transitioning to fall cooking

Labor Day has passed and the smell of fall is in the air. The leaves are starting to turn color and collect on our apartment front porch, and apples and cider donuts are calling my name. I love the fall season in New England. As much as I adore a good Boston summer, I truly love the months of September thru November, when you see squash, apples, and root vegetables at the market, football on TV, and holiday decorations in the stores. My guilty pleasure is cooking with holiday music, which I must admit I start doing many weeks before Thanksgiving...

As the seasons change, I find that my cooking style does too. During the summer, I am focused on fresh produce from our farm share and meat on the grill. With the onset of cooler weather, I prefer roasts, stews, and noodle soups featuring more hearty ingredients, flavors, and textures.

Two of the more common ingredients found during the fall are squash and apples. Squash can be chopped and roasted with olive oil and spices, roasted whole and stuffed with flavorful fillings, or diced and pan-sauteed for salads. Spaghetti squash is a unique squash variety in that it can be pulled out of its shell after cooking to form a sort of stringy squash "pasta." Cooked spaghetti squash can be tossed with butter, herbs, and cheese for a delicious and luscious side dish. The recipe featured here showcases savory and tangy sun-dried tomatoes, scallions, shredded cheese, and pan-fried chicken along with the squash.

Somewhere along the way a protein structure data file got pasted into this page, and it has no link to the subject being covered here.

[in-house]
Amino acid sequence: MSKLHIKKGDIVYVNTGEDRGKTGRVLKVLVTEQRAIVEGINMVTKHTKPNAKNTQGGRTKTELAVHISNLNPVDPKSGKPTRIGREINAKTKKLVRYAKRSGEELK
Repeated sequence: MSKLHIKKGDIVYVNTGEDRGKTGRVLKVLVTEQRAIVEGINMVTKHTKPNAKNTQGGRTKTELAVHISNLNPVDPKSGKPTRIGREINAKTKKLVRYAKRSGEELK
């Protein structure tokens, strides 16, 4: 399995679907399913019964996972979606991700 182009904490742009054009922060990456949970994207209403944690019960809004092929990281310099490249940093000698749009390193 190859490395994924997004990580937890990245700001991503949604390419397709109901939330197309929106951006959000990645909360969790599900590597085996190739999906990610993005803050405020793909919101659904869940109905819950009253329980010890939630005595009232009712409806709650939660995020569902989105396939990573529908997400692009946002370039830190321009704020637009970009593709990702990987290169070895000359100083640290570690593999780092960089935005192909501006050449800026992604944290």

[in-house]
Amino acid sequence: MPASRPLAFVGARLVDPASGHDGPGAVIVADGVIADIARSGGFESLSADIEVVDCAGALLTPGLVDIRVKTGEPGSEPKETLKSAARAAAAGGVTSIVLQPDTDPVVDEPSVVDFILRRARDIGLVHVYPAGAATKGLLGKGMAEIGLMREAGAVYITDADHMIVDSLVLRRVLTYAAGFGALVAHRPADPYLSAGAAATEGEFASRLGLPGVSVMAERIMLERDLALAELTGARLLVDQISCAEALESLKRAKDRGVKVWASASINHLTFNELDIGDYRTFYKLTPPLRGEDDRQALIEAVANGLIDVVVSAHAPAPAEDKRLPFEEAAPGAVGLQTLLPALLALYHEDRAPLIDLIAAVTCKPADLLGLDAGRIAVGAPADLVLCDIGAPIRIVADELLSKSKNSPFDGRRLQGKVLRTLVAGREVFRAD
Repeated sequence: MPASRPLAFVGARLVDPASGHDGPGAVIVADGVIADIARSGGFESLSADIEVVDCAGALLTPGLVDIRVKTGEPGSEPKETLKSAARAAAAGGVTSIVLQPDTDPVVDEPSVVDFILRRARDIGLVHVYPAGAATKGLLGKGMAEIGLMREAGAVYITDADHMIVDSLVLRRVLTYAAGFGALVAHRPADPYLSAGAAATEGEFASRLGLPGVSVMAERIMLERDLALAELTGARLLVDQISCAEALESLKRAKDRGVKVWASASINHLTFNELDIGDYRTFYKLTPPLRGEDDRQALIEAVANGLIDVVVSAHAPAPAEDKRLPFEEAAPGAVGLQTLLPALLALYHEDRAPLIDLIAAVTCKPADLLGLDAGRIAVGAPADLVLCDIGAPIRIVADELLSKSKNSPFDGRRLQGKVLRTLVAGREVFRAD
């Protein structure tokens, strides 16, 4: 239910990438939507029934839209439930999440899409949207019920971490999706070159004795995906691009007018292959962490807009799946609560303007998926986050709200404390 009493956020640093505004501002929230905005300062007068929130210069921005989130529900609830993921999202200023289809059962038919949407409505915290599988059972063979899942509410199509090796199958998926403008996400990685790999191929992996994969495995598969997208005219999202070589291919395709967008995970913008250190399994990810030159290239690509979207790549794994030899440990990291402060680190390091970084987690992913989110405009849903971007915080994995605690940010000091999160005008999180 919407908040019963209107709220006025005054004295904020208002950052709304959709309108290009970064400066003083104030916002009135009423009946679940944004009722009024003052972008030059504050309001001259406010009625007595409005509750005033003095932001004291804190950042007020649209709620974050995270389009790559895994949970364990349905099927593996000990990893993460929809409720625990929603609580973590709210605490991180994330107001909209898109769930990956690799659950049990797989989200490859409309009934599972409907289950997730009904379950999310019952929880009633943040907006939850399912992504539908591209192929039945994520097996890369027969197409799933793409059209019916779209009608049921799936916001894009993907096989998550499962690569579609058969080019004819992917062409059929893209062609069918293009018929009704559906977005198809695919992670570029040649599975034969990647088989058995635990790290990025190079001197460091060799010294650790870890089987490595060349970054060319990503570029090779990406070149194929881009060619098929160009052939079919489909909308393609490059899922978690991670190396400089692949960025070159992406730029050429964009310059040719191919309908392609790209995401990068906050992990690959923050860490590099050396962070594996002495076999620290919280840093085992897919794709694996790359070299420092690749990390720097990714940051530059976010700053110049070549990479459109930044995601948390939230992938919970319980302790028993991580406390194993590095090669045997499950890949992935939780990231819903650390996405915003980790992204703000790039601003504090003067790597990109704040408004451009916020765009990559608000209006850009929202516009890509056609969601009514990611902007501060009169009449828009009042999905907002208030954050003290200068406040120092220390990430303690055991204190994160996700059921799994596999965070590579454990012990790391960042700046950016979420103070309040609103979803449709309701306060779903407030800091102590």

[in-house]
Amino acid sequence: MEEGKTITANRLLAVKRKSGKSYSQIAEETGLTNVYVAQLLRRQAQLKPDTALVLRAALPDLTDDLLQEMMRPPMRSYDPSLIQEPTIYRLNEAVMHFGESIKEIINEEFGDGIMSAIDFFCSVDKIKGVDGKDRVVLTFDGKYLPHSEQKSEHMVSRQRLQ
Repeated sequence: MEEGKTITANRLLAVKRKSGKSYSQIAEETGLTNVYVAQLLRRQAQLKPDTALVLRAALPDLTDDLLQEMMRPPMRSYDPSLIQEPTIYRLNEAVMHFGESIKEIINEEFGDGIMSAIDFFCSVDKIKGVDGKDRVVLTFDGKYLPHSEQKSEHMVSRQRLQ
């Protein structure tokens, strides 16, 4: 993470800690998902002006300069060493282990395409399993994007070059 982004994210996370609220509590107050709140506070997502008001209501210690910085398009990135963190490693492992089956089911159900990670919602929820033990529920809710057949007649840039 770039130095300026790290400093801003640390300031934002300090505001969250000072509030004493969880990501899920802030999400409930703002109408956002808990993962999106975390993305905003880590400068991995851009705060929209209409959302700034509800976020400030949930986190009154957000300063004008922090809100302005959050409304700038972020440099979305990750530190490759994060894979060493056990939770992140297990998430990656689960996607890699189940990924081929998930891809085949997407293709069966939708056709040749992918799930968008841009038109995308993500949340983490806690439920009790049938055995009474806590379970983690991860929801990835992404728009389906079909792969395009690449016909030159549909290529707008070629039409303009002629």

For me, apples conjure childhood memories of apple picking, cider donuts, and my mother's apple pie. They are prevalent throughout the year, but receive special treatment and attention during their peak fall season. Incredibly versatile as an ingredient, apples can be added raw to a salad, cooked in a dessert, or roasted with meats and herbs to provide tartness and sweetness to a main dish. The key is texture. Granny Smith apples are incredibly sharp and tart, and retain their shape and flavor when baked (same with McIntosh). Honey Crisp and Fuji apples are sweet, juicy, and perfectly crunchy, and therefore taste best when left raw and chopped in a salad. Braeburn, Cortland, and Gala (other common varieties) are all great for baking into pies or applesauce. I tested here a Gala apple muffin recipe, which can be served as dessert or breakfast!

I hope you too enjoy the turning of the seasons and some of these tips and ideas for using the best of fall ingredients.